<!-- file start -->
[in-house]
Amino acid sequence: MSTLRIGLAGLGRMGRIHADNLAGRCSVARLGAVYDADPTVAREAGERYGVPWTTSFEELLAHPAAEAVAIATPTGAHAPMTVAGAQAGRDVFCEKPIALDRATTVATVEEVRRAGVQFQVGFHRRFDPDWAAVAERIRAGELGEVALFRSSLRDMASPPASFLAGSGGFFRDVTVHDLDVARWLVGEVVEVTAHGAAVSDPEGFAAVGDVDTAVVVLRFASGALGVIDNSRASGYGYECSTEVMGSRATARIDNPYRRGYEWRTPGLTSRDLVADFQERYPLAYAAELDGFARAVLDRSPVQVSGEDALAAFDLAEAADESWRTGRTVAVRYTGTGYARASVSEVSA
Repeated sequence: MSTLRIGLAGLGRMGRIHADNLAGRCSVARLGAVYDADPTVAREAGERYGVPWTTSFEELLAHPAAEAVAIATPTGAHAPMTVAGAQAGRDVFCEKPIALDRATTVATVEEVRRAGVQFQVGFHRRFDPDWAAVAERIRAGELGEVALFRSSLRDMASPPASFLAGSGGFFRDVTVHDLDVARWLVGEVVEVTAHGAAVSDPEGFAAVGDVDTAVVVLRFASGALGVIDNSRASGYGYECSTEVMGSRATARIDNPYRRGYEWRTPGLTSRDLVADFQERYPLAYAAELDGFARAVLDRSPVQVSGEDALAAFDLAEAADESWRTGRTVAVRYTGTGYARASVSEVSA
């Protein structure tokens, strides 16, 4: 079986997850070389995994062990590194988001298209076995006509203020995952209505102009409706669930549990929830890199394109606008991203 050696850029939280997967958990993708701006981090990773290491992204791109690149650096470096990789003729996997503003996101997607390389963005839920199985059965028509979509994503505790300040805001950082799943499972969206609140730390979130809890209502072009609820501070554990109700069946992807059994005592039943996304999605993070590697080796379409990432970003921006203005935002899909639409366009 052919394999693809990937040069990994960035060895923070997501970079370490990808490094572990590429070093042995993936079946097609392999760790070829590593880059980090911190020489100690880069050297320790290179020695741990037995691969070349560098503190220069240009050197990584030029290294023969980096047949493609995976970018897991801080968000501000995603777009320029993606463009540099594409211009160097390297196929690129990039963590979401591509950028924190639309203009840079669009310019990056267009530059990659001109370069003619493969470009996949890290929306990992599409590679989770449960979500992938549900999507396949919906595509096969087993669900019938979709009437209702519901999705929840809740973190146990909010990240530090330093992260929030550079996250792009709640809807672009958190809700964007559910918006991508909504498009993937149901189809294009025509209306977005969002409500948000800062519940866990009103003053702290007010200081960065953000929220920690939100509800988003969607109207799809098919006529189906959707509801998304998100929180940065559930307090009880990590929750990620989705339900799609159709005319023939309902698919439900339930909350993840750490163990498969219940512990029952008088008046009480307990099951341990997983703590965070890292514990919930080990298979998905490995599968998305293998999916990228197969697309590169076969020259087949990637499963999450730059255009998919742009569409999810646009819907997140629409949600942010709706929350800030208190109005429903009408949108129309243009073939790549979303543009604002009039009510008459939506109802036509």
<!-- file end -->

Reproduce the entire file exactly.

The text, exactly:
[in-house]
Amino acid sequence: MSTLRIGLAGLGRMGRIHADNLAGRCSVARLGAVYDADPTVAREAGERYGVPWTTSFEELLAHPAAEAVAIATPTGAHAPMTVAGAQAGRDVFCEKPIALDRATTVATVEEVRRAGVQFQVGFHRRFDPDWAAVAERIRAGELGEVALFRSSLRDMASPPASFLAGSGGFFRDVTVHDLDVARWLVGEVVEVTAHGAAVSDPEGFAAVGDVDTAVVVLRFASGALGVIDNSRASGYGYECSTEVMGSRATARIDNPYRRGYEWRTPGLTSRDLVADFQERYPLAYAAELDGFARAVLDRSPVQVSGEDALAAFDLAEAADESWRTGRTVAVRYTGTGYARASVSEVSA
Repeated sequence: MSTLRIGLAGLGRMGRIHADNLAGRCSVARLGAVYDADPTVAREAGERYGVPWTTSFEELLAHPAAEAVAIATPTGAHAPMTVAGAQAGRDVFCEKPIALDRATTVATVEEVRRAGVQFQVGFHRRFDPDWAAVAERIRAGELGEVALFRSSLRDMASPPASFLAGSGGFFRDVTVHDLDVARWLVGEVVEVTAHGAAVSDPEGFAAVGDVDTAVVVLRFASGALGVIDNSRASGYGYECSTEVMGSRATARIDNPYRRGYEWRTPGLTSRDLVADFQERYPLAYAAELDGFARAVLDRSPVQVSGEDALAAFDLAEAADESWRTGRTVAVRYTGTGYARASVSEVSA
């Protein structure tokens, strides 16, 4: 079986997850070389995994062990590194988001298209076995006509203020995952209505102009409706669930549990929830890199394109606008991203 050696850029939280997967958990993708701006981090990773290491992204791109690149650096470096990789003729996997503003996101997607390389963005839920199985059965028509979509994503505790300040805001950082799943499972969206609140730390979130809890209502072009609820501070554990109700069946992807059994005592039943996304999605993070590697080796379409990432970003921006203005935002899909639409366009 052919394999693809990937040069990994960035060895923070997501970079370490990808490094572990590429070093042995993936079946097609392999760790070829590593880059980090911190020489100690880069050297320790290179020695741990037995691969070349560098503190220069240009050197990584030029290294023969980096047949493609995976970018897991801080968000501000995603777009320029993606463009540099594409211009160097390297196929690129990039963590979401591509950028924190639309203009840079669009310019990056267009530059990659001109370069003619493969470009996949890290929306990992599409590679989770449960979500992938549900999507396949919906595509096969087993669900019938979709009437209702519901999705929840809740973190146990909010990240530090330093992260929030550079996250792009709640809807672009958190809700964007559910918006991508909504498009993937149901189809294009025509209306977005969002409500948000800062519940866990009103003053702290007010200081960065953000929220920690939100509800988003969607109207799809098919006529189906959707509801998304998100929180940065559930307090009880990590929750990620989705339900799609159709005319023939309902698919439900339930909350993840750490163990498969219940512990029952008088008046009480307990099951341990997983703590965070890292514990919930080990298979998905490995599968998305293998999916990228197969697309590169076969020259087949990637499963999450730059255009998919742009569409999810646009819907997140629409949600942010709706929350800030208190109005429903009408949108129309243009073939790549979303543009604002009039009510008459939506109802036509």